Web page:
George Harrison: Living in the Material World

George Harrison: Living in the Material World, dir. Martin Scorsese (Lionsgate)

Ringing Roger, November 2011

‘Who’s your favourite Beatle?’ Those of a certain age may recall that that was once the burning question for secondary school pupils everywhere. Reflecting on it now, I suppose I’d try and evade the question by simply saying that the one I increasingly find most interesting is George Harrison. I am pleased to concur in this with the great film director, Martin Scorsese.

The first third or so of Scorsese’s film is a reminder of the Beatles’ rise to fame. It’s a story that’s often been told, but Scorsese has been allowed access to family letters and photographs which give us an intriguing picture of the young Harrison coming to terms with the burden of fame. Also, new interviews with Paul McCartney, Ringo Starr and others help bring home the quandary posed by being a member of the ‘fab four’.

It’s a quandary that affected Harrison most deeply. While we all know that the group grew tired of performing for fans who would rather scream than listen, we often forget how early on he had become disillusioned with the pop world and with the trappings of celebrity. Crucial here is the meeting in the mid-sixties with Ravi Shankar: not only the most important exponent of Indian classical music in the world but also a man of profound spiritual wisdom. Scorsese conveys how strong was Shankar’s affection for Harrison, whom he regarded as a genuine seeker after enlightenment.

It comes as no surprise, then, that the rest of the film focuses mainly on Harrison’s turn to the East: his efforts to master the sitar under the guidance of Shankar; and his rejection of his childhood Catholicism in favour of Hinduism. Even those who have little interest in the Beatles know about the episode of their trip to the Maharishi Mahesh Yogi’s retreat in Rishikesh in 1967, to perfect their recently acquired skill of ‘transcendental meditation’; and the general consensus is that it was just a passing phase, typical of their restless sensation-seeking. But Harrison stuck with the Maharishi, who comes out of this film rather well. Certainly, it is clear that Harrison, prompted by both him and Shankar, became a serious student of Indian philosophy from then on.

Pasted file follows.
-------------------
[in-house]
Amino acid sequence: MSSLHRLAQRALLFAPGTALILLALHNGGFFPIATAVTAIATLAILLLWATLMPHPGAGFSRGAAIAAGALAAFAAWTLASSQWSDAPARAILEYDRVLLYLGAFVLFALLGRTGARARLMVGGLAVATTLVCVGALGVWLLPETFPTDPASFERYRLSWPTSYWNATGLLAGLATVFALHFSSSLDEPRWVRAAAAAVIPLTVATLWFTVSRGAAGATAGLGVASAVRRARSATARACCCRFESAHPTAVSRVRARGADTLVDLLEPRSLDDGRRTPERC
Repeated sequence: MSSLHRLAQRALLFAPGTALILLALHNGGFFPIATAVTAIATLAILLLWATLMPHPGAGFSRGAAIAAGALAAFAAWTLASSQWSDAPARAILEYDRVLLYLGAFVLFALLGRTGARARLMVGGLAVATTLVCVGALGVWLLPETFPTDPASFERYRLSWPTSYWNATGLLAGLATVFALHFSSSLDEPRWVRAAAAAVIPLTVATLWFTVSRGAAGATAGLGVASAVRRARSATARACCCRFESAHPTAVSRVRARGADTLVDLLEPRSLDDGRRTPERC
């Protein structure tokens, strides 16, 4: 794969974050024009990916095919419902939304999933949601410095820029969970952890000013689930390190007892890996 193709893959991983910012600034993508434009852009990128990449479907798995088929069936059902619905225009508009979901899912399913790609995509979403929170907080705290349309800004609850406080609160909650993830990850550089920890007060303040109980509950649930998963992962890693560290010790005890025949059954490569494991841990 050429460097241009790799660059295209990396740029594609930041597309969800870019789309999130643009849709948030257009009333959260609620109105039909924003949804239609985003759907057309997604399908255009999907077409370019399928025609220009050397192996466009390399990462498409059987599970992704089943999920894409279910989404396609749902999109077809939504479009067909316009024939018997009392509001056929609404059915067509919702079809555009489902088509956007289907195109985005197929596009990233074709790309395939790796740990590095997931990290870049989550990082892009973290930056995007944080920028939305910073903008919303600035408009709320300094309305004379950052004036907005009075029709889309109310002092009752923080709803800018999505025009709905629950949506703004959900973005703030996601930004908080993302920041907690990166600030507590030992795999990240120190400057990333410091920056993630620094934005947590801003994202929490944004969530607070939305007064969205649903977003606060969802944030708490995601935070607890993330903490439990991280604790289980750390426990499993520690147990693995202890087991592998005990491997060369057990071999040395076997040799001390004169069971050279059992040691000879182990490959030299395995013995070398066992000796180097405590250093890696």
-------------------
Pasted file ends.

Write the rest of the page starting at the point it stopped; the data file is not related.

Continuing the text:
Central to the film is a celebration of the still-impressive album, All Things Must Pass, released in the very year of the break-up of the Beatles (1970). Looking back, it was remarkably brave of Harrison to release an album of sacred music at a time when flower power had turned sour, and the whole idea of an alternative spirituality had become associated with drug abuse.

Not that Scorsese is out to paint Harrison as a saint. Indeed, the singer’s lapse into addiction is addressed head-on. Again, his widow Olivia speaks freely about the difficulty of living with a man who could be both angry and amiable. There’s a whole other story behind her wry recollection of what she used to say to people who asked what was the secret of a long marriage: ‘You don’t get divorced!’

But perhaps there are two sequences that linger most in the mind. The first is the description by Olivia of the near-fatal attack by a deranged intruder at their home in December 1999. It is hard to get out of one’s head the fact that Harrison sought to dissuade his attacker by chanting the Hare Krishna mantra, nor that he retained his sense of humour in the aftermath of the intrusion when, being taken to the ambulance by new medic recruits, he enquired of them, ‘So what do you think of the job so far?’

The second is the sequence in which Ringo Starr recalls visiting George in the final weeks of the latter’s life, when he was dying of cancer. I defy anyone not to be moved by this. It’s a fitting end to a documentary which stands up well next to Scorsese’s much-praised celebration of Bob Dylan, No Direction Home. Surely these are  the two most important films about popular music ever made …

Laurence Coupe